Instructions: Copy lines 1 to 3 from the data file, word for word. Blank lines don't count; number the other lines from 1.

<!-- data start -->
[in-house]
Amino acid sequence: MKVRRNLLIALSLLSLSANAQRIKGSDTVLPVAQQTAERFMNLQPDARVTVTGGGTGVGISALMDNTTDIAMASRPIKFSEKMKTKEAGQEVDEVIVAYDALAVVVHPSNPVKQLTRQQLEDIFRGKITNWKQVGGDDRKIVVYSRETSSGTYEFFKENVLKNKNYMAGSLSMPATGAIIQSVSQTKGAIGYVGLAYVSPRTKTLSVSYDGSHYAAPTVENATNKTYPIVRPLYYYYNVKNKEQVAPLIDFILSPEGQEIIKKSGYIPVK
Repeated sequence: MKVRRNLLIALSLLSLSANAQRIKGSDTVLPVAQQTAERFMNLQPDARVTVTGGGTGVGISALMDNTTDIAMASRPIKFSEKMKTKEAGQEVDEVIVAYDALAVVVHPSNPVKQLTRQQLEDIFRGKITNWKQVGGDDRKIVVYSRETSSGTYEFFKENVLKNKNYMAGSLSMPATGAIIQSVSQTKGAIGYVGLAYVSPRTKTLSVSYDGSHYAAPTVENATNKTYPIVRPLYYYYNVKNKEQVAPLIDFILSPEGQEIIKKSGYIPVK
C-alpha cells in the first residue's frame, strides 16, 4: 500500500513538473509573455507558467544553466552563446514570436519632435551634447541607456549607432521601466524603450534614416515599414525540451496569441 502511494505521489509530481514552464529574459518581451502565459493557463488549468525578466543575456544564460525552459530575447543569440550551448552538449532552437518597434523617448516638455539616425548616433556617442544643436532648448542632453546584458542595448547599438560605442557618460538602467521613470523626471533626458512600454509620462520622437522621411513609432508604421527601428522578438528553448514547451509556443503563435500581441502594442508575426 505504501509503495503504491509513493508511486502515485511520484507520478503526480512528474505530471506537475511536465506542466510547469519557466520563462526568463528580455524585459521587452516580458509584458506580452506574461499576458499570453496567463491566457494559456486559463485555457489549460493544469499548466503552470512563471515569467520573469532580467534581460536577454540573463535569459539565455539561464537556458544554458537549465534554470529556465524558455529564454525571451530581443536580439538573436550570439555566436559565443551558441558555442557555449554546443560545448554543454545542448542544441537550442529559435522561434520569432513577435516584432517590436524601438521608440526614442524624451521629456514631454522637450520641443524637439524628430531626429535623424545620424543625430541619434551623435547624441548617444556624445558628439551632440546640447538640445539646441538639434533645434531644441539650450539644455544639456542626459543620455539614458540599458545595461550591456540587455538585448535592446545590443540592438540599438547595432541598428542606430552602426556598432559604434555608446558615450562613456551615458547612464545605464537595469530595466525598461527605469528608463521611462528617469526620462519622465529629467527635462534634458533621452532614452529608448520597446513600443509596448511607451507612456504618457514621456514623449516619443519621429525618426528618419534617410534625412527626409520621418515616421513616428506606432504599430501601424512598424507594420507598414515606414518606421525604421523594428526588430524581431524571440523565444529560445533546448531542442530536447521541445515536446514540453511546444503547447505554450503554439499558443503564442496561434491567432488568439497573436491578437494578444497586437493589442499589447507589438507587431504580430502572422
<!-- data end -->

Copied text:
[in-house]
Amino acid sequence: MKVRRNLLIALSLLSLSANAQRIKGSDTVLPVAQQTAERFMNLQPDARVTVTGGGTGVGISALMDNTTDIAMASRPIKFSEKMKTKEAGQEVDEVIVAYDALAVVVHPSNPVKQLTRQQLEDIFRGKITNWKQVGGDDRKIVVYSRETSSGTYEFFKENVLKNKNYMAGSLSMPATGAIIQSVSQTKGAIGYVGLAYVSPRTKTLSVSYDGSHYAAPTVENATNKTYPIVRPLYYYYNVKNKEQVAPLIDFILSPEGQEIIKKSGYIPVK
Repeated sequence: MKVRRNLLIALSLLSLSANAQRIKGSDTVLPVAQQTAERFMNLQPDARVTVTGGGTGVGISALMDNTTDIAMASRPIKFSEKMKTKEAGQEVDEVIVAYDALAVVVHPSNPVKQLTRQQLEDIFRGKITNWKQVGGDDRKIVVYSRETSSGTYEFFKENVLKNKNYMAGSLSMPATGAIIQSVSQTKGAIGYVGLAYVSPRTKTLSVSYDGSHYAAPTVENATNKTYPIVRPLYYYYNVKNKEQVAPLIDFILSPEGQEIIKKSGYIPVK